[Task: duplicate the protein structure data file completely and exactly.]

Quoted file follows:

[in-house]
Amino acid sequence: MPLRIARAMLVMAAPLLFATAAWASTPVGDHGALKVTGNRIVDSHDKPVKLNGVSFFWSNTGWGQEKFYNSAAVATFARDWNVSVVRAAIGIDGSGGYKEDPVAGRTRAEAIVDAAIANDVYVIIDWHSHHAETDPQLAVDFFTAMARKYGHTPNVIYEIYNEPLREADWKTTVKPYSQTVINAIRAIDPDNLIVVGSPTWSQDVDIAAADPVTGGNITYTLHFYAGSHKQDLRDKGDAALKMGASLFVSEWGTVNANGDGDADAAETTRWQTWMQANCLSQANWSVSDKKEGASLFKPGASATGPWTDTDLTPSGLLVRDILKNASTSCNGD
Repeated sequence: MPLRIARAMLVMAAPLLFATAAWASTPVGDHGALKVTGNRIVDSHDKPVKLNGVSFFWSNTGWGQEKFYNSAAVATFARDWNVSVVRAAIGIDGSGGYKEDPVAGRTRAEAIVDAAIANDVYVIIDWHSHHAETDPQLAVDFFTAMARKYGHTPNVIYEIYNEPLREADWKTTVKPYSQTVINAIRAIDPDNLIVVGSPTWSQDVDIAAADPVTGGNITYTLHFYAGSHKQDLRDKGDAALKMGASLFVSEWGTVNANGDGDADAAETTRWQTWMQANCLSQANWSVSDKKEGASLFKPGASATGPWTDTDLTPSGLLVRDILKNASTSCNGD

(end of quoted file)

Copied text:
[in-house]
Amino acid sequence: MPLRIARAMLVMAAPLLFATAAWASTPVGDHGALKVTGNRIVDSHDKPVKLNGVSFFWSNTGWGQEKFYNSAAVATFARDWNVSVVRAAIGIDGSGGYKEDPVAGRTRAEAIVDAAIANDVYVIIDWHSHHAETDPQLAVDFFTAMARKYGHTPNVIYEIYNEPLREADWKTTVKPYSQTVINAIRAIDPDNLIVVGSPTWSQDVDIAAADPVTGGNITYTLHFYAGSHKQDLRDKGDAALKMGASLFVSEWGTVNANGDGDADAAETTRWQTWMQANCLSQANWSVSDKKEGASLFKPGASATGPWTDTDLTPSGLLVRDILKNASTSCNGD
Repeated sequence: MPLRIARAMLVMAAPLLFATAAWASTPVGDHGALKVTGNRIVDSHDKPVKLNGVSFFWSNTGWGQEKFYNSAAVATFARDWNVSVVRAAIGIDGSGGYKEDPVAGRTRAEAIVDAAIANDVYVIIDWHSHHAETDPQLAVDFFTAMARKYGHTPNVIYEIYNEPLREADWKTTVKPYSQTVINAIRAIDPDNLIVVGSPTWSQDVDIAAADPVTGGNITYTLHFYAGSHKQDLRDKGDAALKMGASLFVSEWGTVNANGDGDADAAETTRWQTWMQANCLSQANWSVSDKKEGASLFKPGASATGPWTDTDLTPSGLLVRDILKNASTSCNGD